Eventually every parent is faced with the question of whether his or her child is old enough to begin staying home alone. When older children are placed in situations of independence that they can handle, it can help them learn responsibility. However, asking too much too soon is dangerous and hold consequences for the child and the parent.
Children left unsupervised or in the care of young siblings are at increased risk for accidental injury and behavioral and academic problems.
Massachusetts does not set a specific age at which a child can be left home alone; such issues are decided on a case-by-case basis.
Massachusetts regulations define neglect as the failure by a caregiver, either deliberately or through negligence or inability, to take those actions necessary to provide a child with minimally adequate food, clothing, shelter, medical care, supervision, emotional stability and growth, or other essential care; provided, however, that such inability is not due solely to inadequate economic resources or solely to the existence of a handicapping condition. This definition is not dependent upon location (i.e. neglect can occur while the child is in an out-of-home ot in-home setting.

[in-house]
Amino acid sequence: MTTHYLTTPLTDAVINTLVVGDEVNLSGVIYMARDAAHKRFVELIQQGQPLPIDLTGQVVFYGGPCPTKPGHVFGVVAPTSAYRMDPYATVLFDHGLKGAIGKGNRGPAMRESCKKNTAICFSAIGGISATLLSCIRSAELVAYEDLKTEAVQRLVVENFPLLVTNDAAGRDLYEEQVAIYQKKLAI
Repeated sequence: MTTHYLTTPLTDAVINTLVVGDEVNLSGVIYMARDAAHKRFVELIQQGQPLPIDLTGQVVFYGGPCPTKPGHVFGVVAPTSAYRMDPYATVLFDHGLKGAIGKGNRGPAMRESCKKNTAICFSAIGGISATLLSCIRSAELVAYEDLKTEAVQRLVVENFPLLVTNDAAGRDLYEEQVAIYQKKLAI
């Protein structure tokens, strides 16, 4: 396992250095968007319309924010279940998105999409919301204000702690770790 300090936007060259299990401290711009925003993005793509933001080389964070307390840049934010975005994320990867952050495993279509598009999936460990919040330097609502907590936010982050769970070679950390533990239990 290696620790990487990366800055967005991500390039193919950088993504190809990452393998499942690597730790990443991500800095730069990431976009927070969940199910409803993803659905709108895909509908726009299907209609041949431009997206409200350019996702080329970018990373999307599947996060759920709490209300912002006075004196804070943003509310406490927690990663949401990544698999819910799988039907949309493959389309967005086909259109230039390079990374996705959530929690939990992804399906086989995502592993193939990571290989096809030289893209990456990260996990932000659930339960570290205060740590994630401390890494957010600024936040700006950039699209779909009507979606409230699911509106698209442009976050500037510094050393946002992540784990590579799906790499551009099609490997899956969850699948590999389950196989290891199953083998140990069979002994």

Because children mature at different rates, there is no single, pre-set age at which children are considered “old enough” to stay home by themselves for short periods of time. Parents must evaluate their child’s individual development and physical capabilities.
The National SAFE KIDS Campaign recommends that children not be left alone before the age of 12. Many other children will not be ready until later than that. Also, experts caution that older siblings are generally not ready for the responsibility of supervising younger children until the age of 15 or older.
Massachusetts does not have a hard and fast rule about when children can be left home alone, but instead expects parents to take all of the circumstances into account when deciding what level of supervision is needed.